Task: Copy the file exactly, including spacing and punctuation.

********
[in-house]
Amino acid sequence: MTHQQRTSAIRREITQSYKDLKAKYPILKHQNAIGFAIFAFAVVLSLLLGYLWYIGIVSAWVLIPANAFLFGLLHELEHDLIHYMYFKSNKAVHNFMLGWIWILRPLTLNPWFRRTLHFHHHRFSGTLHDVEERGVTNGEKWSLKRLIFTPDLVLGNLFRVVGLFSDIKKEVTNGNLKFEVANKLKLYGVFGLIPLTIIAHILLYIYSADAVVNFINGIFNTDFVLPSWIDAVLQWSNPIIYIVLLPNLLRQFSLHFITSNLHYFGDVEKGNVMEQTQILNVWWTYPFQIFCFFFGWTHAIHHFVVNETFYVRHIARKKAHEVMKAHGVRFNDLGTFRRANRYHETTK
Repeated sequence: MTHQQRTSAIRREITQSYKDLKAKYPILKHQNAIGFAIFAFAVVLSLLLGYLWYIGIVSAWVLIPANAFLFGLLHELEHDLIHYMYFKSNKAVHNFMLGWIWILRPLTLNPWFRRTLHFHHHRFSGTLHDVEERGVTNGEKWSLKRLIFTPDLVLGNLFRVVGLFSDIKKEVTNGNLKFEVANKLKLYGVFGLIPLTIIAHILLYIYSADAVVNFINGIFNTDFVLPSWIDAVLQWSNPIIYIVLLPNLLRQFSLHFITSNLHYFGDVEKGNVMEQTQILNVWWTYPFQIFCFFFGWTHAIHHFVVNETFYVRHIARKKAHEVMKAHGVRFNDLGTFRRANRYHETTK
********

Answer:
[in-house]
Amino acid sequence: MTHQQRTSAIRREITQSYKDLKAKYPILKHQNAIGFAIFAFAVVLSLLLGYLWYIGIVSAWVLIPANAFLFGLLHELEHDLIHYMYFKSNKAVHNFMLGWIWILRPLTLNPWFRRTLHFHHHRFSGTLHDVEERGVTNGEKWSLKRLIFTPDLVLGNLFRVVGLFSDIKKEVTNGNLKFEVANKLKLYGVFGLIPLTIIAHILLYIYSADAVVNFINGIFNTDFVLPSWIDAVLQWSNPIIYIVLLPNLLRQFSLHFITSNLHYFGDVEKGNVMEQTQILNVWWTYPFQIFCFFFGWTHAIHHFVVNETFYVRHIARKKAHEVMKAHGVRFNDLGTFRRANRYHETTK
Repeated sequence: MTHQQRTSAIRREITQSYKDLKAKYPILKHQNAIGFAIFAFAVVLSLLLGYLWYIGIVSAWVLIPANAFLFGLLHELEHDLIHYMYFKSNKAVHNFMLGWIWILRPLTLNPWFRRTLHFHHHRFSGTLHDVEERGVTNGEKWSLKRLIFTPDLVLGNLFRVVGLFSDIKKEVTNGNLKFEVANKLKLYGVFGLIPLTIIAHILLYIYSADAVVNFINGIFNTDFVLPSWIDAVLQWSNPIIYIVLLPNLLRQFSLHFITSNLHYFGDVEKGNVMEQTQILNVWWTYPFQIFCFFFGWTHAIHHFVVNETFYVRHIARKKAHEVMKAHGVRFNDLGTFRRANRYHETTK